A SpaceX Update: rocket landings, a mouse in space, a parking spot for space taxis, and explosions.

What are SpaceX’s missions for?

SpaceX launch pad at Kennedy Space Center. Photo courtesy of NASA

SpaceX launch pad at Kennedy Space Center. Photo courtesy of NASA

SpaceX’s most recent mission, CRS-9, which was set in motion this week, was the ninth of twenty SpaceX resupply missions commissioned by NASA for $1.6 billion. The goal of CRS-9 was to deliver a Dragon cargo carrier to the International Space Station (ISS) and return the Falcon 9 rocket safely back to land.

Wait, hasn’t a Falcon 9 exploded before?

Falcon 9 from CRS-6 is destroyed on landing. Photo courtesy of @elonmusk.

Falcon 9 from CRS-6 is destroyed on landing. Photo courtesy of @elonmusk.

Yeah, twice. Last year, a loose helium tank caused an unmanned Falcon 9 rocket toexplode two minutes after the CRS-7 mission launch. Another unmanned rocket from the CRS-6 mission exploded in June because of an unstable landing caused by a stuck valve and a resulting mechanical issue. However, this was only a secondary mission. The CRS-6 mission was successful in delivering its Dragon cargo carrier, but the attempted first stage landing resulted in the Falcon 9’s destruction.

Did this rocket survive?

CRS-9 launches. Photo courtesy of Florida’s Space Coast.

CRS-9 launches. Photo courtesy of Florida’s Space Coast.

The Falcon 9 rocket used for CRS-9 successfully detached from its second stage, thenlanded solidly at Cape Canaveral. This created a sonic boom experienced by spectators and people in surrounding areas. A flood of calls to 9–1–1 were placed by people reporting that they were woken up by an explosion.

The CRS-9 first stage landing was SpaceX’s second successful land-landing. Additionally, three first stages have landed successfully on the Autonomous Spaceport Drone Ship (ASDS). As was demonstrated by CRS-9 this week, SpaceX is improving on their goal to bring their rockets safely back to Earth after depositing cargo, as one of SpaceX’s main objectives is to reuse its rockets. Previously, after rockets detached from their second stages, they jettisoned into the ocean and were either rendered useless or they required extensive and expensive repairs in order to be used in another mission. By soft-landing its rockets, SpaceX is saving time and money, and looking pretty cool, too. After several successful Falcon 9 landings, it seems that reusable rockets will become standard as spaceflight becomes more frequent and expands to the private sector.

Did the Dragon make it to the ISS?

The robotic arm grapples the Dragon. Photo courtesy of NASA.

The robotic arm grapples the Dragon. Photo courtesy of NASA.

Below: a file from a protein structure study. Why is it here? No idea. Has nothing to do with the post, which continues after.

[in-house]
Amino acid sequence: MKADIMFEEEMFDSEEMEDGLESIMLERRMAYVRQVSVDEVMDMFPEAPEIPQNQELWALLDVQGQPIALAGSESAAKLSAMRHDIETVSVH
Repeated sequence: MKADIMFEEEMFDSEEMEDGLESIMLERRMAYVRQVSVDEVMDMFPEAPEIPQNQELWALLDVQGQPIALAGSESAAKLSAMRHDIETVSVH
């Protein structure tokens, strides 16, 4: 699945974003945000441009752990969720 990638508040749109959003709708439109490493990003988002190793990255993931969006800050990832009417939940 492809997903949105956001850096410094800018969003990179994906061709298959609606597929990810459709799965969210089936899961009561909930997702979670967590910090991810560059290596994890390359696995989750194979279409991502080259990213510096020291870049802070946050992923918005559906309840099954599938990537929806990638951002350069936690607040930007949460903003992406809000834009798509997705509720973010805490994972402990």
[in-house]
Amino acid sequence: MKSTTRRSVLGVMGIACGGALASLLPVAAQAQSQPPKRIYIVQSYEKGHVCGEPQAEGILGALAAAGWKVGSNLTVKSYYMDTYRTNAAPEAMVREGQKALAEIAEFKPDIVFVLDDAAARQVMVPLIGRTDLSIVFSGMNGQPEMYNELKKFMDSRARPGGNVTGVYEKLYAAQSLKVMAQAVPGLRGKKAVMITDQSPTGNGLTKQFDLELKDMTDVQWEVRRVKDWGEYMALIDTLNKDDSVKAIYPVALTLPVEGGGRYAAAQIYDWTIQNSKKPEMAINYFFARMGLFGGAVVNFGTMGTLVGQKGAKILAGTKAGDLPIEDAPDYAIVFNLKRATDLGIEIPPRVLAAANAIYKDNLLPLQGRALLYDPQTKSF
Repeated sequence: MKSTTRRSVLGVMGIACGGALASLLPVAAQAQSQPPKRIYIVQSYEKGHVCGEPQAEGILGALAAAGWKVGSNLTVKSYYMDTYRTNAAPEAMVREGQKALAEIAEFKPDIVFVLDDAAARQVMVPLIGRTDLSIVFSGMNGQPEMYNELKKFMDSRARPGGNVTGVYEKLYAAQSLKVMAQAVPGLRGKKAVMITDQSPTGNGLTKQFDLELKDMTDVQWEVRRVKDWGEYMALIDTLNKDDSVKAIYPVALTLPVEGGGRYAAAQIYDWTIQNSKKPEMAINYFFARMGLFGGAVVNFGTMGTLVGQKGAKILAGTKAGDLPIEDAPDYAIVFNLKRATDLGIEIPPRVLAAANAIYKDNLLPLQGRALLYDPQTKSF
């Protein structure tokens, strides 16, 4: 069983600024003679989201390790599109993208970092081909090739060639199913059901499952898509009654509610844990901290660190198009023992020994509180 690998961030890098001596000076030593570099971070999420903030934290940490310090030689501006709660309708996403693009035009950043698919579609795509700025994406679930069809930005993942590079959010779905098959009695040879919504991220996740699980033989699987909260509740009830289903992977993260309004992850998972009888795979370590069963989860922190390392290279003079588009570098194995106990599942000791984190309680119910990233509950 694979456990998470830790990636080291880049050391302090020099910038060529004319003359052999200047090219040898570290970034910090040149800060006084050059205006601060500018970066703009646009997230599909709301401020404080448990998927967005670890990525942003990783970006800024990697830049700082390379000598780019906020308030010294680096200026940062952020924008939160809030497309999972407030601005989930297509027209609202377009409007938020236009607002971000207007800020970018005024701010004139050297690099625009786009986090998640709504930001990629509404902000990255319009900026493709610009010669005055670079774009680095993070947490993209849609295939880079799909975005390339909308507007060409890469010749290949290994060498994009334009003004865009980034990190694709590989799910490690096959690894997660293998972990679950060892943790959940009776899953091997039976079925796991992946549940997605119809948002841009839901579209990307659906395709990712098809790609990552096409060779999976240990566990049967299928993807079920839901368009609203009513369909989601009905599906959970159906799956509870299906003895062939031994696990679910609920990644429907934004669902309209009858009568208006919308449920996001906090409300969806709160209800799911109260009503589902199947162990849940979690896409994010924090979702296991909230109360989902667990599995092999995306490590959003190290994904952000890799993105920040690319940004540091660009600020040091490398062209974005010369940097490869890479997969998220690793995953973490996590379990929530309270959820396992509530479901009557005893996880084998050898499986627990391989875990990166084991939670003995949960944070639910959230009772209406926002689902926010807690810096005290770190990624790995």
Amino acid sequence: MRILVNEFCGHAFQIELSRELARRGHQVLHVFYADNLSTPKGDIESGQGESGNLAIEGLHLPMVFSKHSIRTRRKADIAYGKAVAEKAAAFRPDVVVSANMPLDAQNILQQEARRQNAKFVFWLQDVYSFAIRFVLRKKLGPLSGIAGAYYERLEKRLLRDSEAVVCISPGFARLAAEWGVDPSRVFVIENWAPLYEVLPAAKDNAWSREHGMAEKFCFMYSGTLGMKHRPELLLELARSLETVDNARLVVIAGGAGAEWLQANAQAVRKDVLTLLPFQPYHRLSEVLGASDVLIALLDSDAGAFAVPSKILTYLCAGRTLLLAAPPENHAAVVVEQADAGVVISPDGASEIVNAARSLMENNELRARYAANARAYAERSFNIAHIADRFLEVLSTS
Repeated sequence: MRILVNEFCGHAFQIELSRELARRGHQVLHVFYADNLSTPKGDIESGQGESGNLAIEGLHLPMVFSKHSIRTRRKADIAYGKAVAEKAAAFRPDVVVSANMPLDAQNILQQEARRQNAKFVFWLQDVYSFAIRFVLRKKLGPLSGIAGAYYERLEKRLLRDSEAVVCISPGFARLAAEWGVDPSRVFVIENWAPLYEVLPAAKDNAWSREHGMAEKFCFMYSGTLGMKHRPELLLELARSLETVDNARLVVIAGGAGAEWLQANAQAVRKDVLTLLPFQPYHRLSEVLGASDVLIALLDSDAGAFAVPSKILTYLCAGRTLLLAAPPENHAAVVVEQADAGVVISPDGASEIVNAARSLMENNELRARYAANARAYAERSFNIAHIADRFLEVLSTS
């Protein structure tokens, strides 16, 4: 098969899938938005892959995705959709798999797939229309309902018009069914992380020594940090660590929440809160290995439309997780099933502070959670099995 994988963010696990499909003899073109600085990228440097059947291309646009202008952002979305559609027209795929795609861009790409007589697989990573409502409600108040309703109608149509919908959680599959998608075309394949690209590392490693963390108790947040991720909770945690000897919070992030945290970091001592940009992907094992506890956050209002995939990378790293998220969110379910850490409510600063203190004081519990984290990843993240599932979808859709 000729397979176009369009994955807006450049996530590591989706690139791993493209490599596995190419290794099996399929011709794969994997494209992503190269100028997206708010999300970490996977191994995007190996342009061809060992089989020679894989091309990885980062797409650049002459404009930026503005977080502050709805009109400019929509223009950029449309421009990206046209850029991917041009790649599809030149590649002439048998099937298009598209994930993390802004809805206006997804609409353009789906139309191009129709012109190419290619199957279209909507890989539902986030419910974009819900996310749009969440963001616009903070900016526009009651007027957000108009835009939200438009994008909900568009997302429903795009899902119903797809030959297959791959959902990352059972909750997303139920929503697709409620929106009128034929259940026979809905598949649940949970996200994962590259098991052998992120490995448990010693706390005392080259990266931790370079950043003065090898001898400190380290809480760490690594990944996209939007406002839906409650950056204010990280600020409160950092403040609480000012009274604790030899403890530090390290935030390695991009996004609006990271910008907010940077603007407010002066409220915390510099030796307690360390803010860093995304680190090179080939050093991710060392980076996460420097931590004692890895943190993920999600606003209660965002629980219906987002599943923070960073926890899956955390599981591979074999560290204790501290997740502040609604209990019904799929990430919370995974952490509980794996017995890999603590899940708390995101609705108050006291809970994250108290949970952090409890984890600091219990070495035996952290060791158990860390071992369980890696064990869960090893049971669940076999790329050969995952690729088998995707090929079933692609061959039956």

Yes! After a successful rocket launch, separation of the first and second stages, and return of the first stage to Cape Canaveral, Dragon reached its orbit in ten minutes. The spacecraft chased down the ISS for two days, then was grabbed by a robotic arm and positioned at a docking port. Dragon will return to Earth on August 29.

What is the Dragon carrying?

Heart cells. Photo courtesy of Haixa Wang/Gladstone Institutes

Heart cells. Photo courtesy of Haixa Wang/Gladstone Institutes

The Dragon cargo carrier has on board over 5,000 pounds of equipment and science experiments. This includes a new docking port, the first of which exploded in the failed CRS-7 mission. The docking port will act as a parking spot for “commercial space taxis”. NASA is looking to private space companies to fill the docking port, expecting that a module will lead to the creation of a space station from the private sector once the ISS retires.

The Dragon was also carrying equipment for about 250 scientific experiments never before performed in space. A DNA sequencer will help identify diseases and could later be put to use analyzing extraterrestrial life. For now, it will be performing tests on a virus and a mouse, who, unfortunately, will not ever make the trip back to Earth. In the Dragon delivery was also a sample of live, beating heart cells. These will be tested after a month to check for changes in size, shape, and function. Another test will investigate bone loss in zero-g and compare it to the same test performed in a zero-g simulator stationed on Earth. If the results of the space test and the Earth test are close enough, future experiments will be conducted on Earth. Additionally, Dragon delivered tomato seeds that will later return to Earth to be planted, and microbes that grew out of the radioactive environment at Chernobyl. These microbes will be tested for changes in zero-g and could yield valuable discoveries about radiation treatment.

When Dragon returns on August 29, it will be carrying the results of these experiments, having left the docking port behind for future trips.

Who’s up there to greet the Dragon?

Kate Rubins, Anatoly Ivanishin, and Takuya Onishi before departing on Soyuz spacecraft. Photo courtesy of NASA

Kate Rubins, Anatoly Ivanishin, and Takuya Onishi before departing on Soyuz spacecraft. Photo courtesy of NASA

Two NASA astronauts, including one who worked with the team that developed the DNA sequencer delivered by Dragon, are currently working in the ISS. Additionally, one Japanese astronaut and two Russian cosmonauts are stationed there. A Russian cargo ship, Progress 64, arrived at the ISS two days before Dragon, delivering food and extra supplies for the crew. Progress 64 will stay at the ISS for six months while the crew fills it with trash, then the spacecraft will depart and burn up in the Earth’s atmosphere.

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